Memorial Day has come and gone, propelling us into the next annual holiday (or so it seems)… the state budget.
As we all know, June is the busiest month of the year in Harrisburg – with feverish negotiations towards a balanced budget. And just like in years past, the state is stuck with a difficult decisions to make:
How much needs to be cut? What gets cut? If we can’t find enough savings in cuts, where do we get new revenue? Increase existing taxes? Establish new taxes?
So here we are, again. The shortfall estimate was $3 billion in early February when Governor Wolf announced his $32.3 billion budget proposal for 2017/2018, which begins July 1. At the start of deliberations for the commonwealth’s 2016-17 spending plan in early 2016, the deficit figure was being reported as approximately $2 billion. The situation seemed cautiously optimistic after Wolf delivered his budget address. Rather than building his budget plan predominantly on a foundation of new and higher taxes, his plan was to exact $2 billion in government-efficiency savings and only $1 billion worth of new levies.
The new-tax proposals revolved around applying the state’s sales and use tax to several currently exempted products and services; proposing again, as he has every year since becoming governor, a controversial severance tax on natural gas drilling; and assessing local municipalities without police departments for state police protection. He also projected that expanded gambling would bring in $150 million during 2017-18; $100 million of anticipated incoming revenue was included in this year’s budget, but that gambling expansion and money never materialized. The Senate passed an iGaming bill last week, but the Senate and House are by no means unanimous regarding all of what’s being proposed. As noted earlier, the state counted on $100 million in revenues from iGaming in THIS fiscal year. That $100 million lost due to legislative inaction since July 1, 2016 is gone – and as a result, only adds to the deficit.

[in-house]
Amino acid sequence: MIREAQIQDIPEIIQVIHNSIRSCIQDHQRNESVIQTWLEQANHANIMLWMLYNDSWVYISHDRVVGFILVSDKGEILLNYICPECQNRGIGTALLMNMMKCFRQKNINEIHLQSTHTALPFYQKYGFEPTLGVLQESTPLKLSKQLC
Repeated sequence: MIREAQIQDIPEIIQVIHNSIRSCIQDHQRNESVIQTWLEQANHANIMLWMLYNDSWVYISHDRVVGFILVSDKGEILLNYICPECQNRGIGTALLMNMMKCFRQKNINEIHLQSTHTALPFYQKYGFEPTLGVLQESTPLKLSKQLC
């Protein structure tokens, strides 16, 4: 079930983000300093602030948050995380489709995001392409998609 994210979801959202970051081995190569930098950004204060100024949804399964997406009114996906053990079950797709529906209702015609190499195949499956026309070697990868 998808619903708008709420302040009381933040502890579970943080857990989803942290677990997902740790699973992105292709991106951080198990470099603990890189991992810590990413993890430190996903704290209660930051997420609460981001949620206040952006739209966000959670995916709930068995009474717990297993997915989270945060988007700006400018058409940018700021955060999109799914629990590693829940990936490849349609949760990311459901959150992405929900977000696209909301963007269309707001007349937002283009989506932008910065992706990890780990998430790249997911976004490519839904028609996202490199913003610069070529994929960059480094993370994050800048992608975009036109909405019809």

Beyond that, even if gambling options are expanded, the amount of incoming revenue is by no means assured. Wolf has said in recent days that the Senate’s gambling-expansion plan would fall short of the revenue goal that he seeks.
Additionally, the Governor has proposed consolidating agencies – combining the Departments of Health, Human Services, Aging and Drug & Alcohol into one massive agency. There will be reported savings as a result of the consolidation. Then there’s the unease surrounding the government-efficiency proposals, primarily because of their impact on local-level services.
With all that said….. continued advocacy in Harrisburg by PaFIA has proven to leaders and members the value of the film tax credit program, citing the ongoing positive economic impacts in communities throughout Pennsylvania. The prospects of the film tax credit program remaining at current levels remains very good. PaFIA will remain actively engaged in the conversations and negotiations as the months move along.
The ultimate question at the macro level will be – as the 2017-2018 budget deliberations progress – will the final product simply get us through the next fiscal year but leave the state with a $4 billion deficit next year? Or will the difficult decisions made THIS year lead us to a better budget debate and discussion NEXT year?
Pennsylvania Film Industry Association (PAFIA)461 Cochran Road, Box 246Pittsburgh, PA 15228(717) 833-4561 email@example.com